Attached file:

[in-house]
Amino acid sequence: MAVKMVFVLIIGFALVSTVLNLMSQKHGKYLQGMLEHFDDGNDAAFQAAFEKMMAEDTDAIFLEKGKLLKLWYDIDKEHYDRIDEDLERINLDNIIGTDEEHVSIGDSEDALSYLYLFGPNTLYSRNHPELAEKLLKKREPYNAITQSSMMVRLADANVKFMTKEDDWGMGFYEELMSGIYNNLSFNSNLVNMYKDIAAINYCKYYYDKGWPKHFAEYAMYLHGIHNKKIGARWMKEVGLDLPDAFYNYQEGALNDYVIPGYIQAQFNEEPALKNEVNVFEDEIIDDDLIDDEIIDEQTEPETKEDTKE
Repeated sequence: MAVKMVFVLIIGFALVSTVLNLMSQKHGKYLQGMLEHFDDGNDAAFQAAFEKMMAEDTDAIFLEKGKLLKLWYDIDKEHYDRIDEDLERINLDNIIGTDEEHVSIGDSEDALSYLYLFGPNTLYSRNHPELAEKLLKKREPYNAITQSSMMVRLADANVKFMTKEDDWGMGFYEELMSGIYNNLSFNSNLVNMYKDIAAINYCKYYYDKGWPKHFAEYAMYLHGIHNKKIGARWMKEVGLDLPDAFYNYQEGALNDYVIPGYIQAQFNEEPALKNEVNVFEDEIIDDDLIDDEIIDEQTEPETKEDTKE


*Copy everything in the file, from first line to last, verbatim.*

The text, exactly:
[in-house]
Amino acid sequence: MAVKMVFVLIIGFALVSTVLNLMSQKHGKYLQGMLEHFDDGNDAAFQAAFEKMMAEDTDAIFLEKGKLLKLWYDIDKEHYDRIDEDLERINLDNIIGTDEEHVSIGDSEDALSYLYLFGPNTLYSRNHPELAEKLLKKREPYNAITQSSMMVRLADANVKFMTKEDDWGMGFYEELMSGIYNNLSFNSNLVNMYKDIAAINYCKYYYDKGWPKHFAEYAMYLHGIHNKKIGARWMKEVGLDLPDAFYNYQEGALNDYVIPGYIQAQFNEEPALKNEVNVFEDEIIDDDLIDDEIIDEQTEPETKEDTKE
Repeated sequence: MAVKMVFVLIIGFALVSTVLNLMSQKHGKYLQGMLEHFDDGNDAAFQAAFEKMMAEDTDAIFLEKGKLLKLWYDIDKEHYDRIDEDLERINLDNIIGTDEEHVSIGDSEDALSYLYLFGPNTLYSRNHPELAEKLLKKREPYNAITQSSMMVRLADANVKFMTKEDDWGMGFYEELMSGIYNNLSFNSNLVNMYKDIAAINYCKYYYDKGWPKHFAEYAMYLHGIHNKKIGARWMKEVGLDLPDAFYNYQEGALNDYVIPGYIQAQFNEEPALKNEVNVFEDEIIDDDLIDDEIIDEQTEPETKEDTKE